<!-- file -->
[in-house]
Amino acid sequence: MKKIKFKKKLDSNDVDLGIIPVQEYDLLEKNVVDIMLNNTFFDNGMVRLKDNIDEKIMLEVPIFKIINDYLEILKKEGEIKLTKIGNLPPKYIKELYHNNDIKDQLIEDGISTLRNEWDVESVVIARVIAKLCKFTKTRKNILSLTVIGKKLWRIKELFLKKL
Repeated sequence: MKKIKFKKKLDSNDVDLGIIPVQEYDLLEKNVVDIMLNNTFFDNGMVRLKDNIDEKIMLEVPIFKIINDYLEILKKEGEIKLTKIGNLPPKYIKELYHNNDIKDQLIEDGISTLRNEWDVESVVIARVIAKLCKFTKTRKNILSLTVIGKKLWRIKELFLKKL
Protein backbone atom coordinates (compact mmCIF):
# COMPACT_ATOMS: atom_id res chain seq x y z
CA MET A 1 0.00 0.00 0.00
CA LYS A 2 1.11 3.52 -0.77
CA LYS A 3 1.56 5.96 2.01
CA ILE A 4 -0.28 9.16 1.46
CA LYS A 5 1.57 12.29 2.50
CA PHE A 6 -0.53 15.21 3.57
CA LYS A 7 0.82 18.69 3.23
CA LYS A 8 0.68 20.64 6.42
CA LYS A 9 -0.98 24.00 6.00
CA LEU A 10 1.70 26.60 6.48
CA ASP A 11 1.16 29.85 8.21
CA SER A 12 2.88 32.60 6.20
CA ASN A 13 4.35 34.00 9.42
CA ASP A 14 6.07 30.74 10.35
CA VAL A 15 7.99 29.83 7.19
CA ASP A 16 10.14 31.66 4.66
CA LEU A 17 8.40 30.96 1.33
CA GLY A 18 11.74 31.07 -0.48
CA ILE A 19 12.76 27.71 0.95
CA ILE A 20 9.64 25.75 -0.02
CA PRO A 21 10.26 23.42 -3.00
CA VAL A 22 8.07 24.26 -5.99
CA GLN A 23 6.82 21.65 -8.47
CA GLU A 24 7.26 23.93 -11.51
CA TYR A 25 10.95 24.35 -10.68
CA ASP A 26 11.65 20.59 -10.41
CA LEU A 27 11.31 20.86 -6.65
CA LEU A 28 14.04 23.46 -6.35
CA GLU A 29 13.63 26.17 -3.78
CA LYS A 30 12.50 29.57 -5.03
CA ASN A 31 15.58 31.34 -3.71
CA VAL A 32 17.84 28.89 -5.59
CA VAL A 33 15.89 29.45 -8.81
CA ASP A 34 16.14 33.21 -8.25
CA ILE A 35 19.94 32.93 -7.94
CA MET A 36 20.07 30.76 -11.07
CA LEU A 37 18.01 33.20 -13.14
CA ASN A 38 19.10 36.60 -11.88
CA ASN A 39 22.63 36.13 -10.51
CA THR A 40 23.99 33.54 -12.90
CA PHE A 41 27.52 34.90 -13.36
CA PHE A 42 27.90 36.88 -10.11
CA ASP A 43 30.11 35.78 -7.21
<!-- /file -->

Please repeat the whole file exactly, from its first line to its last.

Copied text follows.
[in-house]
Amino acid sequence: MKKIKFKKKLDSNDVDLGIIPVQEYDLLEKNVVDIMLNNTFFDNGMVRLKDNIDEKIMLEVPIFKIINDYLEILKKEGEIKLTKIGNLPPKYIKELYHNNDIKDQLIEDGISTLRNEWDVESVVIARVIAKLCKFTKTRKNILSLTVIGKKLWRIKELFLKKL
Repeated sequence: MKKIKFKKKLDSNDVDLGIIPVQEYDLLEKNVVDIMLNNTFFDNGMVRLKDNIDEKIMLEVPIFKIINDYLEILKKEGEIKLTKIGNLPPKYIKELYHNNDIKDQLIEDGISTLRNEWDVESVVIARVIAKLCKFTKTRKNILSLTVIGKKLWRIKELFLKKL
Protein backbone atom coordinates (compact mmCIF):
# COMPACT_ATOMS: atom_id res chain seq x y z
CA MET A 1 0.00 0.00 0.00
CA LYS A 2 1.11 3.52 -0.77
CA LYS A 3 1.56 5.96 2.01
CA ILE A 4 -0.28 9.16 1.46
CA LYS A 5 1.57 12.29 2.50
CA PHE A 6 -0.53 15.21 3.57
CA LYS A 7 0.82 18.69 3.23
CA LYS A 8 0.68 20.64 6.42
CA LYS A 9 -0.98 24.00 6.00
CA LEU A 10 1.70 26.60 6.48
CA ASP A 11 1.16 29.85 8.21
CA SER A 12 2.88 32.60 6.20
CA ASN A 13 4.35 34.00 9.42
CA ASP A 14 6.07 30.74 10.35
CA VAL A 15 7.99 29.83 7.19
CA ASP A 16 10.14 31.66 4.66
CA LEU A 17 8.40 30.96 1.33
CA GLY A 18 11.74 31.07 -0.48
CA ILE A 19 12.76 27.71 0.95
CA ILE A 20 9.64 25.75 -0.02
CA PRO A 21 10.26 23.42 -3.00
CA VAL A 22 8.07 24.26 -5.99
CA GLN A 23 6.82 21.65 -8.47
CA GLU A 24 7.26 23.93 -11.51
CA TYR A 25 10.95 24.35 -10.68
CA ASP A 26 11.65 20.59 -10.41
CA LEU A 27 11.31 20.86 -6.65
CA LEU A 28 14.04 23.46 -6.35
CA GLU A 29 13.63 26.17 -3.78
CA LYS A 30 12.50 29.57 -5.03
CA ASN A 31 15.58 31.34 -3.71
CA VAL A 32 17.84 28.89 -5.59
CA VAL A 33 15.89 29.45 -8.81
CA ASP A 34 16.14 33.21 -8.25
CA ILE A 35 19.94 32.93 -7.94
CA MET A 36 20.07 30.76 -11.07
CA LEU A 37 18.01 33.20 -13.14
CA ASN A 38 19.10 36.60 -11.88
CA ASN A 39 22.63 36.13 -10.51
CA THR A 40 23.99 33.54 -12.90
CA PHE A 41 27.52 34.90 -13.36
CA PHE A 42 27.90 36.88 -10.11
CA ASP A 43 30.11 35.78 -7.21